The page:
Polo has always been one of the Royal Family’s favourite equestrian pastimes. The game originally became a favourite of British Army Officers stationed in India, which was where Earl Mountbatten of Burma was first introduced to the sport during the 1920s. He subsequently went on to write the definitive guide to the game, ‘An Introduction to Polo by Marco’.
In view of his uncle’s enthusiasm and expertise, it is probably not surprising that the Duke of Edinburgh went on to take up the game. The Prince showed considerable talent and was soon winning tournaments with his own team, named Windsor Park, which he set up in the 1950s. The Queen was always a keen and interested spectator, watching her husband play as often as her schedule allowed.
During the first part of that decade, Prince Philip came to the conclusion that a new polo club was needed and it was due to his efforts that The Household Brigade Polo Club was established at Smith’s Lawn in Windsor Great Park. The club, as its name indicates, was initially intended primarily for members of the army, although over the years, the membership gradually widened to include many players with no military connections. At the end of the 1960s, the club changed its name to The Guards Polo Club, the name by which it continues to be known today.
Prince Philip gave up playing at the start of the 1970s, but by then he had passed his enthusiasm to his eldest son. Like his father, Prince Charles was to go on to become a competent player. Whilst he too has now retired from the game, his sons Prince William and Prince Harry have now both taken up the game, although military commitments mean that much of their play is restricted to charity fund-raising tournaments both in the UK and abroad.
Prince Harry continues the tradition of the Royal Family’s enthusiasm for polo.
In 1960, the Queen presented a trophy to the club which was known, for obvious reasons, as ‘The Queen’s Cup’. It remains the most important trophy at Guards Polo Club and is regularly contested each year by well over a dozen teams, arranged into leagues. The tournament is ‘High Goal’, which means that it is the very highest level of polo, with many of the world’s best players taking part.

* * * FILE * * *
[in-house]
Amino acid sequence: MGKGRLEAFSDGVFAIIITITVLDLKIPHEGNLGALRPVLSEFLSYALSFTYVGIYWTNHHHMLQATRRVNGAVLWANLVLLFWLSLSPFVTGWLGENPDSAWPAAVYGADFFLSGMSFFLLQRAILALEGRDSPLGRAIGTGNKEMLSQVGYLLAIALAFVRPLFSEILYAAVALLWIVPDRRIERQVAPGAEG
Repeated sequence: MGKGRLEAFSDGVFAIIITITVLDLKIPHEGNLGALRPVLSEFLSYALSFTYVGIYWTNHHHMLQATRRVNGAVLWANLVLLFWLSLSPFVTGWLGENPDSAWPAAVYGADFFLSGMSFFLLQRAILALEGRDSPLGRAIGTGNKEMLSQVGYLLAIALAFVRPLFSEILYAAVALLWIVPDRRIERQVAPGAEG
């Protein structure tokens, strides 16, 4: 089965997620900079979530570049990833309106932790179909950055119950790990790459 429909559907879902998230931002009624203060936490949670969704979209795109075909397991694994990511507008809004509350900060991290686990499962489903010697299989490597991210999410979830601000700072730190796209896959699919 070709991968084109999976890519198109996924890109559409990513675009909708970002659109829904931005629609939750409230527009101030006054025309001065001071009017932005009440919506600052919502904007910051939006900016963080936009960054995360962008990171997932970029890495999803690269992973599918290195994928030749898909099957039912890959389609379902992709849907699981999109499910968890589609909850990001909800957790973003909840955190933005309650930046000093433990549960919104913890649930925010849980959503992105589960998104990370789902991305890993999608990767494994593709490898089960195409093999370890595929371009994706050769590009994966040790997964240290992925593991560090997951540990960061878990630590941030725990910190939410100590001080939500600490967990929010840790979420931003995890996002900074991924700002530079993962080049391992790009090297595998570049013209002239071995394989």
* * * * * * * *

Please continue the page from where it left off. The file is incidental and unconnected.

The first matches of the 2013 tournament began on 22 May this year, with 16 teams taking part, divided into 4 leagues. Initially, league matches are played most days, either at Guards Polo Club or at nearby polo grounds..
At the weekend, the defending champions Dubai, and Zacara both secured places in the quarter-finals, which are to take place on the 8and 9 June. The line-up for the remaining quarter-final places will be decided at matches this week.
The 4 top-placed teams will then head to the semi-finals on Wednesday 12 June 2013, by which time they will have faced 3 weeks of hard competition. The tournament finishes four days later, with the Final taking place at Guards Polo Club on Sunday 16 June 2013, in the presence of the Queen. After watching the match from the Royal Box, Her Majesty customarily presents the Queen’s Cup to the winning captain, as well as prizes to the members of both teams.
The timing of the Queen’s Cup tournament comes at a very busy time of year for the Queen, as the Final always falls on the Sunday between the Birthday Parade on the Saturday, and the historic Garter Day Procession and Service on the Monday. Royal Ascot Week then begins on the following day! This year, the Coronation celebrations have also impacted on the Queen’s heavy schedule in the days leading up to the Final.